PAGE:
Opulent Furniture by America’s 19th Century Star Artisans Shines in New Met Exhibition

By Kati Vereshaka
Kati Vereshaka
Kati Vereshaka
January 4, 2016 Updated: January 7, 2016

Museums face this inescapable dilemma: for the sake of making works of art publicly accessible, the museum displays them de-contextualized from their cultural setting and functionality. Yet sometimes, museums such as the The Metropolitan Museum of Art (Met) will go to greater than usual lengths to give its visitors a more immersive experience. This is the pleasant case of a current Met exhibition: Artistic Furniture of the Gilded Age.

The exhibition evokes a time when America was being forged, when great fortunes were made, and the arts flourished.

Following the Civil War (1861–1865), the likes of railroad magnates William H. Vanderbilt (1821–1885) and Collis P. Huntington (1821–1900), as well as co-founder of the Standard Oil Company, John D. Rockefeller Sr. (1839–1937) had made enough money to afford more philanthropic pursuits.

One could argue that the daily satisfaction of such great wealth is derived from seeing it in solid form, inhabiting it, being surrounded by beautiful objects.

They had amassed enough wealth to secure the livelihoods of their families for generations to come. At some point, faced with the inevitability of their own deaths, their thoughts had turned to immortality, history, legacy.

One could argue that the daily satisfaction of such great wealth is derived from seeing it in solid form, inhabiting it, being surrounded by beautiful objects. Often this meant building a great mansion from scratch, filling it with great art and lavish custom-made furniture that is a constant reminder of the fortuitous constellations smiling upon the moment of one’s birth. But more of the constellations later.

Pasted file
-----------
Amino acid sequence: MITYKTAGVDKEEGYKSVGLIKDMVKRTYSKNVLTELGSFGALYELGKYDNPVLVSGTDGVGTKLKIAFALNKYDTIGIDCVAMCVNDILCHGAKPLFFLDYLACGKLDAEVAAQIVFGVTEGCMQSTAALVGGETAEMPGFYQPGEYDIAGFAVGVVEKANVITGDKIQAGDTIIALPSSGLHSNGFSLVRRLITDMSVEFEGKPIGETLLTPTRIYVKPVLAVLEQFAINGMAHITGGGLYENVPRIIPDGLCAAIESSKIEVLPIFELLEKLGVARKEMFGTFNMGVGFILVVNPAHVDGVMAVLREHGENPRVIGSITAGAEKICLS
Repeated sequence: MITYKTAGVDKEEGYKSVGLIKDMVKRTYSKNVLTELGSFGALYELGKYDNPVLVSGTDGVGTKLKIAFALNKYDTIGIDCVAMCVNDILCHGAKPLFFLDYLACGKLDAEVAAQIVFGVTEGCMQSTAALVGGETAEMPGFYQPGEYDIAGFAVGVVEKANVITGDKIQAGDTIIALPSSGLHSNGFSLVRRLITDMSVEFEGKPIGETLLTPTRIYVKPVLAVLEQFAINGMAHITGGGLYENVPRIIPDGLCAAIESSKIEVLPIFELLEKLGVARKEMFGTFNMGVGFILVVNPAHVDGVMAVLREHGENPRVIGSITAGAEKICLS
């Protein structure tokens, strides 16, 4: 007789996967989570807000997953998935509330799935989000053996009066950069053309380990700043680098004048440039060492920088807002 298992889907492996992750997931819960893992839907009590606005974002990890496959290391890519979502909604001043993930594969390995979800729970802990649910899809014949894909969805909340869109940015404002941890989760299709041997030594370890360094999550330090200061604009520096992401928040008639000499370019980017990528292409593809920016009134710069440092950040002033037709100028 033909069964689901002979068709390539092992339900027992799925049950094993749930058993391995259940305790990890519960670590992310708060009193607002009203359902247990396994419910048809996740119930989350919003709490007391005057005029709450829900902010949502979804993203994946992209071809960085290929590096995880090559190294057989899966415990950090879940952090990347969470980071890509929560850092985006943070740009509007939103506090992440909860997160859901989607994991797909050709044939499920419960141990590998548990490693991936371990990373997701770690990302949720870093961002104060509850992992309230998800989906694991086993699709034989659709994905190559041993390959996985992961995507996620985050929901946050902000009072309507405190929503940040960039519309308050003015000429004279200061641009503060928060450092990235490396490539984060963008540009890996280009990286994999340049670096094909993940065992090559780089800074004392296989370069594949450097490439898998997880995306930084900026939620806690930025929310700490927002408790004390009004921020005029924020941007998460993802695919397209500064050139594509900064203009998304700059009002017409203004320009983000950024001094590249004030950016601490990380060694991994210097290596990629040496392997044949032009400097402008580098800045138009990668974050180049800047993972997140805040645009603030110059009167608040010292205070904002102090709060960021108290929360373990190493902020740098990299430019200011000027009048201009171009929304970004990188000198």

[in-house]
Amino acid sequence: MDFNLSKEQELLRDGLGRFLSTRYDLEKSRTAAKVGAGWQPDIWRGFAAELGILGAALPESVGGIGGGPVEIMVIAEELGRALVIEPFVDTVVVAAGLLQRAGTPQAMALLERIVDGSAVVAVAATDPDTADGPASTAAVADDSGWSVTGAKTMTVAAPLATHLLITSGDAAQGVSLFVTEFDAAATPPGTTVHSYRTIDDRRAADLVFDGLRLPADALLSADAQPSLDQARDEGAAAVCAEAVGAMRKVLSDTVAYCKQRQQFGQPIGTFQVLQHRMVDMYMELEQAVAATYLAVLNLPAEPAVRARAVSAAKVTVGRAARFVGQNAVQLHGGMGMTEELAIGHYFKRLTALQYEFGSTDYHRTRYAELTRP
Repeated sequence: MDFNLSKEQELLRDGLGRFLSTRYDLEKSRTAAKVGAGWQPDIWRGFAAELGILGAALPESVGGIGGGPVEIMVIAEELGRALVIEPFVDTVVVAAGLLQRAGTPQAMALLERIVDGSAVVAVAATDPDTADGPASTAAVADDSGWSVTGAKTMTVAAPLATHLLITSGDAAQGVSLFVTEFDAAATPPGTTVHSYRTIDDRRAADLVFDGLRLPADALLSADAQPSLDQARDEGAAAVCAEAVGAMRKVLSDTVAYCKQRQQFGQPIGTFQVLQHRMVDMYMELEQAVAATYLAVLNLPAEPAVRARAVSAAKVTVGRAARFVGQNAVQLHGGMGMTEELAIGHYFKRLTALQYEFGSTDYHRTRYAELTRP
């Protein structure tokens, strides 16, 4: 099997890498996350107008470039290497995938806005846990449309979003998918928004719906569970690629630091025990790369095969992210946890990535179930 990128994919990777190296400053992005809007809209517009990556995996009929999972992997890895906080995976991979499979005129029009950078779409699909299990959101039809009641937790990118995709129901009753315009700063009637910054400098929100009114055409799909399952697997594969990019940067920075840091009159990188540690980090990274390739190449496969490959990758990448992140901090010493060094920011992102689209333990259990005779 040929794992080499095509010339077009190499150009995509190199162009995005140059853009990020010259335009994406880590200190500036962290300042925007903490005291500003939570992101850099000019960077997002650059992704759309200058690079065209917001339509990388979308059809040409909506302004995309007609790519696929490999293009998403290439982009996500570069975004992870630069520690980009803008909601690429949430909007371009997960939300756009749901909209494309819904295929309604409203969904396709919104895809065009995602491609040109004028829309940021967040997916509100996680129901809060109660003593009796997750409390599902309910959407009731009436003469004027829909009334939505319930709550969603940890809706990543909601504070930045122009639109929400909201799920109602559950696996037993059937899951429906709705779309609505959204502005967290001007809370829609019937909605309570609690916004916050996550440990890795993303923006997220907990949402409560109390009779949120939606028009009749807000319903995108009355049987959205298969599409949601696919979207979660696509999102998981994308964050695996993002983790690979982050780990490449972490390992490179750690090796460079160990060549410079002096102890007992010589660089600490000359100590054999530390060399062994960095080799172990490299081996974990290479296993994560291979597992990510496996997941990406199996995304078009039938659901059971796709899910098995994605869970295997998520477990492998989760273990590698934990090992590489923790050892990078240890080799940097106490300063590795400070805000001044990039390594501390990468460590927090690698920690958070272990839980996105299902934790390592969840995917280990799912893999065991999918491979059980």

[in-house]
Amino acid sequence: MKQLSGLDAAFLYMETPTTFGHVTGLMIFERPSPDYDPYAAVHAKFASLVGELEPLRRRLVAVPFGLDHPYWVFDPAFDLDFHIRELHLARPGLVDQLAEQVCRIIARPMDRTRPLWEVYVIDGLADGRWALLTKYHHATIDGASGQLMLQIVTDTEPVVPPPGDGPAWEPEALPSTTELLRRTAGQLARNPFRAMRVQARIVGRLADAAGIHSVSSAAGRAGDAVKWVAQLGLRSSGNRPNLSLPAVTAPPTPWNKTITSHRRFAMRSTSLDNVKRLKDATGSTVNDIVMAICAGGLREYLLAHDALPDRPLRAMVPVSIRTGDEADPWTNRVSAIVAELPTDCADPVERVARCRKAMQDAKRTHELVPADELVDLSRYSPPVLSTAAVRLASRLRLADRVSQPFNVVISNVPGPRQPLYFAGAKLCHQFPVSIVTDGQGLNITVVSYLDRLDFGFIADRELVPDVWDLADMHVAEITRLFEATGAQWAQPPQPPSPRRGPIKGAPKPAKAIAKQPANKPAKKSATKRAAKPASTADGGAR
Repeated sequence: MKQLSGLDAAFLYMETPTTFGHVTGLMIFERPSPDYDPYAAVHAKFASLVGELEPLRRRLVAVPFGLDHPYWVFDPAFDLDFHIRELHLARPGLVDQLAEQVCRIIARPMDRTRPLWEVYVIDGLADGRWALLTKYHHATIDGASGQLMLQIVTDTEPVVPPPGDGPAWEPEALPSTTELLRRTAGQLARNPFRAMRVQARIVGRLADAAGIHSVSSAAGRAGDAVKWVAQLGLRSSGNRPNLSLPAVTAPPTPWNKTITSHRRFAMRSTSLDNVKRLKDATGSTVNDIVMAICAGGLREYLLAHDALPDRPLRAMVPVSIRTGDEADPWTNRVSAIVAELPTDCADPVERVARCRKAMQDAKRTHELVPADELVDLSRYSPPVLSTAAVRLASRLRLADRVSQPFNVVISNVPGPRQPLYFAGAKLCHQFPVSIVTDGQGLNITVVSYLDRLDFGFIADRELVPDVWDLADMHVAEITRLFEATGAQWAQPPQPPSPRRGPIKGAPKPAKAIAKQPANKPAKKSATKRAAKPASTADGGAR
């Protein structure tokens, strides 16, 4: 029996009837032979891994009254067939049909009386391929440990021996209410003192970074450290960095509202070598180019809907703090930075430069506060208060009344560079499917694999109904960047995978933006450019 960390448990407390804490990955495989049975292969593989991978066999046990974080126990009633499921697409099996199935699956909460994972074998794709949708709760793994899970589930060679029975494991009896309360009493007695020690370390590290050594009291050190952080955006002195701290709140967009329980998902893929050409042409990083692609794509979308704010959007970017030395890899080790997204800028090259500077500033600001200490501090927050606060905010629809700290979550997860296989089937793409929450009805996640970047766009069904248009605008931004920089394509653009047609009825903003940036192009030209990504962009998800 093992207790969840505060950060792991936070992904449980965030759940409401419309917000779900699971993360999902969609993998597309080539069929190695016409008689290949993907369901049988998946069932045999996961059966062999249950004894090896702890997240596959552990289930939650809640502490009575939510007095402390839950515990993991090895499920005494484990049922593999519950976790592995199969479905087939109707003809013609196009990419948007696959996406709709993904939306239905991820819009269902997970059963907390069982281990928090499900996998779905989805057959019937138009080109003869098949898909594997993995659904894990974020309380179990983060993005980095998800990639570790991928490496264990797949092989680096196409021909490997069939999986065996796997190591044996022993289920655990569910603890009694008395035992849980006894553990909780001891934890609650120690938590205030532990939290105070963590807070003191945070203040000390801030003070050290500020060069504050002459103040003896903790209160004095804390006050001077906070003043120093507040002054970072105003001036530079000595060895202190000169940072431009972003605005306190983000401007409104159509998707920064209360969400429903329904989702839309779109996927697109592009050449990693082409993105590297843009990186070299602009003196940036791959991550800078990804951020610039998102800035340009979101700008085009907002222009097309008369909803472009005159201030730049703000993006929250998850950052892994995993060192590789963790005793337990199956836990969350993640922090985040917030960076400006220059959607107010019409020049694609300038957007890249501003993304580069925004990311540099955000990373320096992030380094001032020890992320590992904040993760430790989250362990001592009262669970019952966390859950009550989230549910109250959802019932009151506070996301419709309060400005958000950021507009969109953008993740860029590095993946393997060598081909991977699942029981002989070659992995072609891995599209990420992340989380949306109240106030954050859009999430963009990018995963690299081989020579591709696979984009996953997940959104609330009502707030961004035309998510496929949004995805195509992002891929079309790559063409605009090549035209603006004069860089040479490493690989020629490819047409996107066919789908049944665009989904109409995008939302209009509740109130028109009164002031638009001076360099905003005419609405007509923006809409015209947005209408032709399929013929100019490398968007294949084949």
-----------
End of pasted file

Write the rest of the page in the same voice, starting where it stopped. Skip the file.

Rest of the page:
Such were the thoughts responsible for what is the subject of exhibition that marks the most opulent and never-to-be-repeated time in America, nicknamed The Gilded Age, when the arts flourished at an unprecedented speed, and American craftsmen excelled via the ready patronage of the great tycoons and, lest we forget, their better halves.

The Dressing Room

The centerpiece of the three-part exhibition is the opulent Worsham-Rockefeller dressing room from the New York City house commissioned by art collector and philanthropist Arabella Worsham (ca. 1850–1924) who married Collis P. Huntington (1821–1900) in 1884, after the death of his first wife.

The aesthetic movement in Europe had caught the attention of America. Here, no expenses were spared to create highly ornate interiors in a style that borrowed the proportions of Renaissance art and architecture, while adding copious amounts of Oriental-inspired decorations.

The effect can be overwhelming yet, due to the talent of New York-based cabinetmakers and interior decorators, the end results can be totally cohesive artistic interiors that leave one in total awe.

The Worsham–Rockefeller dressing room, the highlight of the exhibition, is a complete work of art, from floor to ceiling. It came from the house at 4 W. 54th St.—a brownstone building that was purchased by Arabella Worsham in 1877.

It was Worsham’s intimate space completely sheathed in satin-wood with inlay of purpleheart (amaranth) with a built-in wardrobe and matching furniture pieces featuring intricate marquetry ornamentation in satinwood and purpleheart with mother-of-pearl inlays. Its decorative motifs even reference Worsham’s great love of pearl jewelry, with garlands of necklaces, brooches and earrings, in the marquetry or the carved designs, as well as the frieze on canvas.

1. Worsham-Rockefeller Dressing Room-view 1-72
The Worsham–Rockefeller dressing room, designed and executed by George A. Schastey & Co. (1873–1897). New York City, 1881–1882. The Metropolitan Museum of Art. (Image: The Metropolitan Museum of Art, New York)